Why Gold Stocks Are Not a Substitute for Gold

November 28, 2013

gold & barAn investor who was correctly bullish on gold in late 2004 had three basic investment options to capitalize on an increase in the price of gold:

  1. Invest in physical gold
  2. Invest in a proxy for physical gold such as the SPDR Gold Shares (GLD)
  3. Invest in gold mining companies

The investor who picked option three does not have a lot to be cheerful about even after gold's historic increase in value since 2004.  Why did gold stocks do so poorly in spite of a 500% increase in the price of gold bullion?  Merk Investment takes a look at gold versus gold stocks and explains why Gold Stocks Ain't Gold.

A frequent mistake made by investors
is to invest in gold mining companies
(both juniors and majors) as a substitute
for gold. There are a couple of reasons
why this may be a mistake. Firstly, gold
mining company’s stock price does not
precisely track the price of gold. That’s
because lots of other factors influence the
share price of a company: management,
cost pressures, mining diversification,
stage of the mining process, to name just
a few.

This problem is generally more
acute for juniors than majors, because
juniors often have yet to “strike gold,”
therefore the stock price often trades more
like an option. Moreover, many mining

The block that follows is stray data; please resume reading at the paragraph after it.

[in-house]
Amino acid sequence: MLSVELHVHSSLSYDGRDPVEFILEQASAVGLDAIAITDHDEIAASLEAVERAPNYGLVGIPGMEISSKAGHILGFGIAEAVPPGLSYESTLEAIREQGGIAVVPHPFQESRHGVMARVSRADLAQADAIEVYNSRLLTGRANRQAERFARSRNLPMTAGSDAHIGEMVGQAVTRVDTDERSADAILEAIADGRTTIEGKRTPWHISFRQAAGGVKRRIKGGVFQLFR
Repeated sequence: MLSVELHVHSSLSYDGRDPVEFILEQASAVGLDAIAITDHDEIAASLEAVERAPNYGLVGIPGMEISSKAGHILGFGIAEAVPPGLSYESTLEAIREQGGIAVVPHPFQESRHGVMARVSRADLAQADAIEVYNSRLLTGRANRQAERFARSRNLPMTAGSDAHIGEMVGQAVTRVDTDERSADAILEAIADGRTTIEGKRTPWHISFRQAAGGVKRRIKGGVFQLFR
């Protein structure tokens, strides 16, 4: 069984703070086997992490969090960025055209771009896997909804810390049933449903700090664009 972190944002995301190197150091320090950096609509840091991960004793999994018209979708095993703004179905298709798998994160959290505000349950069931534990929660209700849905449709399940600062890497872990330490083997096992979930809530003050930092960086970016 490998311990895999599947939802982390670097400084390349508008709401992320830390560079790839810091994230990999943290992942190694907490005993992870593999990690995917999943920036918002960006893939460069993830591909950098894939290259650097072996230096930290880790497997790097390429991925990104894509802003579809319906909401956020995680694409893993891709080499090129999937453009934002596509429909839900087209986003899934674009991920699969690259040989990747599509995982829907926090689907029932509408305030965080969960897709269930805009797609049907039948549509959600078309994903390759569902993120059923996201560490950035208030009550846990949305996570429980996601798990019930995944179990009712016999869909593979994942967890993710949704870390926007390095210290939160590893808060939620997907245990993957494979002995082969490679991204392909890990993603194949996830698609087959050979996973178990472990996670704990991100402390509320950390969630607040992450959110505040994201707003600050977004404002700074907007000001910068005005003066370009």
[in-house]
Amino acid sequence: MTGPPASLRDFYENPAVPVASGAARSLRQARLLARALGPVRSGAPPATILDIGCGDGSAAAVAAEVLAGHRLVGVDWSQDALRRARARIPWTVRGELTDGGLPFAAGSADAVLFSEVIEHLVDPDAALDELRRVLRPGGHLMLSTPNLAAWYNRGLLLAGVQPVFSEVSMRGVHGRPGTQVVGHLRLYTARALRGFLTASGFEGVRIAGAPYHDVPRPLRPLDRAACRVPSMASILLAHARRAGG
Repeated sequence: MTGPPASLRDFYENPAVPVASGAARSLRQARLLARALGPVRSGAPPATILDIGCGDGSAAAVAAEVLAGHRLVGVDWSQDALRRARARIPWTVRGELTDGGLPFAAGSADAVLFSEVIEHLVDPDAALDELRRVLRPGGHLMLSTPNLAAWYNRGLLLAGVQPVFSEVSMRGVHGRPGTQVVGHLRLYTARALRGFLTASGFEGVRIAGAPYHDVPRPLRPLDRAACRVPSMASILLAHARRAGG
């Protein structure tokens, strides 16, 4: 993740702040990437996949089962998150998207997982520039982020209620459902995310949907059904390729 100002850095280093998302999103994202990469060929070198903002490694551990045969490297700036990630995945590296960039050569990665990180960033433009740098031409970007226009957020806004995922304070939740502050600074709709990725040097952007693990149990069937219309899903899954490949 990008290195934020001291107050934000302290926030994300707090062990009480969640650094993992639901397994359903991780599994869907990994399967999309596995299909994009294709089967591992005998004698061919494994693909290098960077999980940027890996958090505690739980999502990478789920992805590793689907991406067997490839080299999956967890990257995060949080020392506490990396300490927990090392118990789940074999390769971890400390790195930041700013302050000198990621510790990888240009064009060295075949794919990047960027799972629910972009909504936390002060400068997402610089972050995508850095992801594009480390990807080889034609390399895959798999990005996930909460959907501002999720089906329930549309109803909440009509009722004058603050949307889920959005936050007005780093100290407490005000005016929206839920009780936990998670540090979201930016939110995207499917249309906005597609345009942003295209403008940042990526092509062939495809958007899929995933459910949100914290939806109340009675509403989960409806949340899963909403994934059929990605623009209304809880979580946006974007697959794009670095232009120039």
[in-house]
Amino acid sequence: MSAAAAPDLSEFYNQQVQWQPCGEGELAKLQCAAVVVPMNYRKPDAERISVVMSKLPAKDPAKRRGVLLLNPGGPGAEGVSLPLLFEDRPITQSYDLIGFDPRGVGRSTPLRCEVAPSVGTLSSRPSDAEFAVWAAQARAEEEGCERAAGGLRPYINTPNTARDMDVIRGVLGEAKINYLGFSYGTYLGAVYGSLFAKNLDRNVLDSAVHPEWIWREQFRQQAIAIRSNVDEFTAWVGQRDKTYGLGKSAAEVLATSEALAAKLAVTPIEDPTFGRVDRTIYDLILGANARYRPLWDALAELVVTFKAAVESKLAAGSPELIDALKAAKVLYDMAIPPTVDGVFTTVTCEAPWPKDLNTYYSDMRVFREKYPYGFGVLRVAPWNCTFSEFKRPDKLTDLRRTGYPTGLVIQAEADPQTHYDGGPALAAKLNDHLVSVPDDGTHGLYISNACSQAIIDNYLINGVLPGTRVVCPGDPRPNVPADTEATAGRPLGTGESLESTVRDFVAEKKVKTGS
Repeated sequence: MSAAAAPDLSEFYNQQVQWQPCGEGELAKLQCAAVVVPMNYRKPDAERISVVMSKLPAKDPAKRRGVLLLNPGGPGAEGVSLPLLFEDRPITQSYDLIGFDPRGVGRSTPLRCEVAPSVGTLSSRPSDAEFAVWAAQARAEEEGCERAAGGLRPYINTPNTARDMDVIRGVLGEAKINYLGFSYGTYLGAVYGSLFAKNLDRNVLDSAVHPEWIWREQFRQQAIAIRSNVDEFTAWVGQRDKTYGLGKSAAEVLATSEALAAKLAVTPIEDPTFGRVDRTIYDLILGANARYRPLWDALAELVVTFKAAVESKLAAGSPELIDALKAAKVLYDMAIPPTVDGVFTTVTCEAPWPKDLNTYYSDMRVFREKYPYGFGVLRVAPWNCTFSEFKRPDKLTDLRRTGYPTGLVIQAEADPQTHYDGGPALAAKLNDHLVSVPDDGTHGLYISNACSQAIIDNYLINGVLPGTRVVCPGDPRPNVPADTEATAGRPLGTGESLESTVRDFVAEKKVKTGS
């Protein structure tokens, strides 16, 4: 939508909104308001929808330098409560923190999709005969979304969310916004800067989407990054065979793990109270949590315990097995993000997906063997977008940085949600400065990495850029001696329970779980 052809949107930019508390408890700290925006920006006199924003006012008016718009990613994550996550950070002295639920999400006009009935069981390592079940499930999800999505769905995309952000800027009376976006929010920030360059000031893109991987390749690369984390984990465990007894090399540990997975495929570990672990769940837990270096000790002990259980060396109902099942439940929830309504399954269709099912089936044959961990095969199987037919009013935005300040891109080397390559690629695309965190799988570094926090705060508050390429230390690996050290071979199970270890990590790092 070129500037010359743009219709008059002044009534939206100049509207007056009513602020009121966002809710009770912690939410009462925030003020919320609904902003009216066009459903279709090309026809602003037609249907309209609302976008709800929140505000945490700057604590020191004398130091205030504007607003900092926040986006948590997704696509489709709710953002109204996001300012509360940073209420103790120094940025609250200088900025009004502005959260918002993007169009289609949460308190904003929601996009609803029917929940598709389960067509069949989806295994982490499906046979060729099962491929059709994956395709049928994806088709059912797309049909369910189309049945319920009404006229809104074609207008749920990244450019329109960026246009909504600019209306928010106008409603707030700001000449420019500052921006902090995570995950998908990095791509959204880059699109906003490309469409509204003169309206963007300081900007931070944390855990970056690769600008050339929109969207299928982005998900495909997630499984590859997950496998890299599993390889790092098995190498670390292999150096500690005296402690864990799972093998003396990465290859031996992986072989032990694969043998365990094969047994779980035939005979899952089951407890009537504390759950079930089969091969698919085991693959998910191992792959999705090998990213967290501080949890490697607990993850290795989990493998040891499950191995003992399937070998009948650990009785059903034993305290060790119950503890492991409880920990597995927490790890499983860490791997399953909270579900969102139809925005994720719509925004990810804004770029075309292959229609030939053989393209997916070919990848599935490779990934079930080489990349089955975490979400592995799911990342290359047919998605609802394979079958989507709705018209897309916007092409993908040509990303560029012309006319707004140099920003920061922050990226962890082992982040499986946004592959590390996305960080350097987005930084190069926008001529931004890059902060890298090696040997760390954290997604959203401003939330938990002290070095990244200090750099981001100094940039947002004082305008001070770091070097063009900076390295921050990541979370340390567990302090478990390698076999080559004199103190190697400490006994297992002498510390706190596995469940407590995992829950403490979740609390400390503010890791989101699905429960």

companies don’t only mine gold, many
also mine silver, palladium, diamonds
etc.

This dynamic also holds for baskets
of mining companies – baskets of miners
have significantly underperformed the
price of gold over recent years.  Some investors believe gold mining stocks may provide more attractive
investment exposure to gold than gold
itself. The investment thesis is as follows:
gold mining companies are able to take
advantage of an increase in the price
of gold through enhanced operational
leverage; as the gold price goes up, mining companies’ margins widen, ultimately increasing the bottom line.

However, this theory is predicated on fixed costs staying
relatively constant. Unfortunately, recent
performance does not support this
investment idea. Indeed, gold mining
stocks, on aggregate, have significantly
underperformed the price of gold.

The reality is that mining is a highly energy-
intensive undertaking, and therefore
many of the costs are closely linked to
energy prices, such as oil, which has also
experienced significant increases in price.
As a result, many mining companies
have not produced the anticipated
high level of profits. Additionally,
governments may demand higher taxes
and employees higher wages from mining
companies should profitability increase,
further limiting the upside potential for
shareholders.

The results for each investment option are shown below for physical gold, the GLD and the Vanguard Precious Metal and Mining Fund (VGPMX) used as a stock proxy.  Note that despite the horrible long term performance, a nimble investor in the VGPMX could have reaped  considerable gains by selling in early 2008 and then getting back into gold stocks after the crash of 2008.

PHYSICAL GOLD

PHYSICAL GOLD

SPDR GOLD SHARES TRUST (GLD)

GLD

VANGUARD PRECIOUS METALS FUND (VGPMX)

VGPMX

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